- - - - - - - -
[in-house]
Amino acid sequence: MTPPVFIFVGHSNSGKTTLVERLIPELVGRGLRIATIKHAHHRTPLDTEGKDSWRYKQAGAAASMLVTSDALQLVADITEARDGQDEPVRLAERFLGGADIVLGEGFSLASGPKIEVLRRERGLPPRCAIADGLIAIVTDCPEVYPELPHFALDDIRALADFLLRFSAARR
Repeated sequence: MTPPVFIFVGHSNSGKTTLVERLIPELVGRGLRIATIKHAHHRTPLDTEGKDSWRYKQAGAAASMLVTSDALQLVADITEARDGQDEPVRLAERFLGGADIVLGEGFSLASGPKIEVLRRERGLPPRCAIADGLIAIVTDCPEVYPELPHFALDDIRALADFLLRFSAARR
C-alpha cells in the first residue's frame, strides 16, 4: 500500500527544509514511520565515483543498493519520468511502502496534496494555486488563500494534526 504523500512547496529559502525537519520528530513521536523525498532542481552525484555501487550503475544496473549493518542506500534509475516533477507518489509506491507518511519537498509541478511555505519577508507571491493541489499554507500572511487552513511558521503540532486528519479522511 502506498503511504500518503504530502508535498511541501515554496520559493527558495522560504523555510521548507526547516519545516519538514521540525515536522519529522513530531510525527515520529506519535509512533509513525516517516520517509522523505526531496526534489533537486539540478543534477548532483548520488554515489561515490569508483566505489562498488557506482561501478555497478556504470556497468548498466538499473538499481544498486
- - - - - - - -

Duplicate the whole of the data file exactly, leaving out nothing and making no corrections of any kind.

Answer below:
[in-house]
Amino acid sequence: MTPPVFIFVGHSNSGKTTLVERLIPELVGRGLRIATIKHAHHRTPLDTEGKDSWRYKQAGAAASMLVTSDALQLVADITEARDGQDEPVRLAERFLGGADIVLGEGFSLASGPKIEVLRRERGLPPRCAIADGLIAIVTDCPEVYPELPHFALDDIRALADFLLRFSAARR
Repeated sequence: MTPPVFIFVGHSNSGKTTLVERLIPELVGRGLRIATIKHAHHRTPLDTEGKDSWRYKQAGAAASMLVTSDALQLVADITEARDGQDEPVRLAERFLGGADIVLGEGFSLASGPKIEVLRRERGLPPRCAIADGLIAIVTDCPEVYPELPHFALDDIRALADFLLRFSAARR
C-alpha cells in the first residue's frame, strides 16, 4: 500500500527544509514511520565515483543498493519520468511502502496534496494555486488563500494534526 504523500512547496529559502525537519520528530513521536523525498532542481552525484555501487550503475544496473549493518542506500534509475516533477507518489509506491507518511519537498509541478511555505519577508507571491493541489499554507500572511487552513511558521503540532486528519479522511 502506498503511504500518503504530502508535498511541501515554496520559493527558495522560504523555510521548507526547516519545516519538514521540525515536522519529522513530531510525527515520529506519535509512533509513525516517516520517509522523505526531496526534489533537486539540478543534477548532483548520488554515489561515490569508483566505489562498488557506482561501478555497478556504470556497468548498466538499473538499481544498486